You can probably guess what we had for dessert without me even telling you!
Yup – sticky toffee pudding for me (I’m pretty sure I’ve put on so much weight from just these few days alone) and chocolate pudding for Lloyd with uh-mazing popcorn ice cream. The popcorn ice cream was just something else – I was sceptical when Lloyd mentioned it but I tasted it and then found the chunks of caramel in it, Lloyd was hard-pressed to stop me from trying to eat all of this dessert!
Feeling a tad guilty over-eating during lunch and eager to check out other parts of the town we’d missed in the rain last time, we headed off on foot around Stow-on-the-wold.
Everything round here is so cute (there’s a lot more going on here so you’re more likely to find stuff to do here than say in the Slaughters). We dipped in and out of antique shops in search of souvenirs, past the church and eventually back into the car where we headed back Tetbury to kick back for a while.
Later that evening, for dinner, we headed over to The Wild Garlic in Nailsworth for so much needed dinner. (*I genuinely think the country air works up such an amazing appetite in you).
I started off with a rather refreshing cocktail – can’t remember the name now but it was described as the taste of British summer – a fact I can definitely agree with! It was only posterity and what I’d like to think is good judgement that stopped me from ordering many maaaaany more of these. 😀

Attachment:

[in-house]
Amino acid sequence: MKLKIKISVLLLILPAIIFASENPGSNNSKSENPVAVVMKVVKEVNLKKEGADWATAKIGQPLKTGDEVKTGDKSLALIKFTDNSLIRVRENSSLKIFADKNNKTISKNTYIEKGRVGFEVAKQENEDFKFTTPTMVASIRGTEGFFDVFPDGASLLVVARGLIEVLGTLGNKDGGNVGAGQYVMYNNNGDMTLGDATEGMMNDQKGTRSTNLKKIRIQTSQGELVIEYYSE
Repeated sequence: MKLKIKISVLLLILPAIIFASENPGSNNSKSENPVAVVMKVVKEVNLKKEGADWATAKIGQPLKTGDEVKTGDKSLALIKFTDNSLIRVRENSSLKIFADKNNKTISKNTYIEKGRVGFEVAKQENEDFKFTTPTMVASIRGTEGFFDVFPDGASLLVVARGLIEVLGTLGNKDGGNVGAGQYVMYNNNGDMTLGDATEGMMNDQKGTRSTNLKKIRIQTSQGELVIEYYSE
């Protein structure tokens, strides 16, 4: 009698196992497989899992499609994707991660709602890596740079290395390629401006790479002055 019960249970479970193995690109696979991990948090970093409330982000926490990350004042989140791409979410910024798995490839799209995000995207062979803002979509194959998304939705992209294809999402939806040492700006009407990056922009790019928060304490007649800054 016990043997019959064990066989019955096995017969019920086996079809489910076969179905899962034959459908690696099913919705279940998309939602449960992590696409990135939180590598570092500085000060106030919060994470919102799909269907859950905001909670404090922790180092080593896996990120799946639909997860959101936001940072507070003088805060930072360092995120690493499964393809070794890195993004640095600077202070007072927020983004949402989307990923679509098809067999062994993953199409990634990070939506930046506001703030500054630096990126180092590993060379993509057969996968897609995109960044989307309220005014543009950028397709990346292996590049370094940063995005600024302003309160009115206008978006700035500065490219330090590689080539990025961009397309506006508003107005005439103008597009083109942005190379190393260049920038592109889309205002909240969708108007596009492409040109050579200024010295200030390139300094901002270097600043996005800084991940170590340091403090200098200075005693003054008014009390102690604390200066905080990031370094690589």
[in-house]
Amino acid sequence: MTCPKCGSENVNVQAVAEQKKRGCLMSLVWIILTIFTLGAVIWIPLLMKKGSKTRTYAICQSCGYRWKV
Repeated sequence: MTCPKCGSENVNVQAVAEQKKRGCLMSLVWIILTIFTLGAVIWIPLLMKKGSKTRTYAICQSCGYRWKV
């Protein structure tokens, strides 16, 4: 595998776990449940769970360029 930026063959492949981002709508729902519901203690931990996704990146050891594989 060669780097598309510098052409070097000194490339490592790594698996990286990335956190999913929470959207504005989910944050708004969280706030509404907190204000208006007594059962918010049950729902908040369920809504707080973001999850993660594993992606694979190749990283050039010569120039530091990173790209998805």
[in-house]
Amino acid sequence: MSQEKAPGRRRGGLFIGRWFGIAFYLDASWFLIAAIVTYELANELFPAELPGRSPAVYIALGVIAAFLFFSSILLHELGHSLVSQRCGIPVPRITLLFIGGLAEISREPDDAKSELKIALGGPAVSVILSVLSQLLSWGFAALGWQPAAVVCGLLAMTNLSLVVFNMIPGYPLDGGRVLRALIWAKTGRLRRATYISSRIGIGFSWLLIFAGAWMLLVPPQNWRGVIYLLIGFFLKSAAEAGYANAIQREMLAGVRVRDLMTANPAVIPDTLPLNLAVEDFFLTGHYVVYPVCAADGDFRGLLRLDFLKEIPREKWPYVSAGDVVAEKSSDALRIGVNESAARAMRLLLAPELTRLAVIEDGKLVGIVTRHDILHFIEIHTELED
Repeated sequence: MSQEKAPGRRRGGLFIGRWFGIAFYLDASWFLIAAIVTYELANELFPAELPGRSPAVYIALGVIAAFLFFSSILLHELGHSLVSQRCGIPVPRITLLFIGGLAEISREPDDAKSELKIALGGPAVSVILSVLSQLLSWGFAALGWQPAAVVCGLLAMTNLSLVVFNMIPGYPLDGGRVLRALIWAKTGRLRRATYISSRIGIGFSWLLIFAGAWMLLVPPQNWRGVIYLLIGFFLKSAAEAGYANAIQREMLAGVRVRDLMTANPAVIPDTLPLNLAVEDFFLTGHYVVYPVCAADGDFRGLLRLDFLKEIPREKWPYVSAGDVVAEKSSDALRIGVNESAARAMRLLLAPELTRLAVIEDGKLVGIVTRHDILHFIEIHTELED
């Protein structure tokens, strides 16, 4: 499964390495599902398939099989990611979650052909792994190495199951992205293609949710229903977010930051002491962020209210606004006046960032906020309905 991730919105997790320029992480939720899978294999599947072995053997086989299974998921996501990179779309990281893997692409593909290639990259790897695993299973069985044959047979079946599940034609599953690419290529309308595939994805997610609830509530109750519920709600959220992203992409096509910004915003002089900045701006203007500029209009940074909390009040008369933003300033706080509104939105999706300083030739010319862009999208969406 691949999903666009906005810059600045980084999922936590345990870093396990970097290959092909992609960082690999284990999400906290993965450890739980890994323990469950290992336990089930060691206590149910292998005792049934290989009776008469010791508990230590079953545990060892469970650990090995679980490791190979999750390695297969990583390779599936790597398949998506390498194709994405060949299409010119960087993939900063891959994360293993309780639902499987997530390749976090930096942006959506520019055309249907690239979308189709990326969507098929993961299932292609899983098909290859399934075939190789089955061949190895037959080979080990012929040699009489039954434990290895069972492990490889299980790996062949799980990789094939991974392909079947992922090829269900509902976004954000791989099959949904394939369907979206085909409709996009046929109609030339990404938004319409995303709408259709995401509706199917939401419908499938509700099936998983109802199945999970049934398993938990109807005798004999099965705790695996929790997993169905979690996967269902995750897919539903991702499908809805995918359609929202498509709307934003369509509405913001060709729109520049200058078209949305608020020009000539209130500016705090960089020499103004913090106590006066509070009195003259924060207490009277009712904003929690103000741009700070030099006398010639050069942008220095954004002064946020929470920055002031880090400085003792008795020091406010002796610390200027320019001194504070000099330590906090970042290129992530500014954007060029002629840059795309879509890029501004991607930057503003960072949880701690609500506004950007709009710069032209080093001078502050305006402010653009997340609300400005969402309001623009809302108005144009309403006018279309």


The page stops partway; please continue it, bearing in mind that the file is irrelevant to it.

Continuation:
We started off dinner with calamari for myself and arancini balls for Lloyd. Spoiler alert – the food is also great here. To be fair, a lot of work did go into choosing these places – which I find is always much better than just going anywhere and being disappointed. Suffice to say, if the food seems to be mostly good on this trip to the Cotswolds (and indeed, it was), it’s because a lot of effort was made to find places that served up delicious food. 😀
On my recommendation (and especially following the cod I’d had the day before), Lloyd went for the Cod while I went for the Pork belly (I enjoyed it so much at the Royal Oak I figured I’d go for the same thing again). Both were absolutely fantastic.
Dessert was three ice cream scoops for Lloyd – two of which were chocolate and passion fruit cheesecake for me.
With that, we headed back to the Royal Oak for another brilliant night’s sleep – thorough pleased with being able to have seen as much of the Cotswolds as possible, and especially getting to find new places we’d never seen before, in a relatively short space of time. 😀